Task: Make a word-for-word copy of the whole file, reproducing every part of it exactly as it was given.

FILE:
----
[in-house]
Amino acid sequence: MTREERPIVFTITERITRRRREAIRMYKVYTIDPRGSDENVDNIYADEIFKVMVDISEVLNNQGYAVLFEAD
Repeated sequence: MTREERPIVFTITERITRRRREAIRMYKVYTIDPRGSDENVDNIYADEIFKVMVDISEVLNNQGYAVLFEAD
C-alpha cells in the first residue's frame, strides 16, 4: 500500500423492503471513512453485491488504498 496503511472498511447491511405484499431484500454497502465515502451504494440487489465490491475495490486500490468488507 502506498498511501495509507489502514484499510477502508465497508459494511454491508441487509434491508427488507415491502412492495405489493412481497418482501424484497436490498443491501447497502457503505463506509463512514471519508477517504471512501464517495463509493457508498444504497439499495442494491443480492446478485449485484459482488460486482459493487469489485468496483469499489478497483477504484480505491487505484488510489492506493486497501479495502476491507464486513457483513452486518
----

[in-house]
Amino acid sequence: MTREERPIVFTITERITRRRREAIRMYKVYTIDPRGSDENVDNIYADEIFKVMVDISEVLNNQGYAVLFEAD
Repeated sequence: MTREERPIVFTITERITRRRREAIRMYKVYTIDPRGSDENVDNIYADEIFKVMVDISEVLNNQGYAVLFEAD
C-alpha cells in the first residue's frame, strides 16, 4: 500500500423492503471513512453485491488504498 496503511472498511447491511405484499431484500454497502465515502451504494440487489465490491475495490486500490468488507 502506498498511501495509507489502514484499510477502508465497508459494511454491508441487509434491508427488507415491502412492495405489493412481497418482501424484497436490498443491501447497502457503505463506509463512514471519508477517504471512501464517495463509493457508498444504497439499495442494491443480492446478485449485484459482488460486482459493487469489485468496483469499489478497483477504484480505491487505484488510489492506493486497501479495502476491507464486513457483513452486518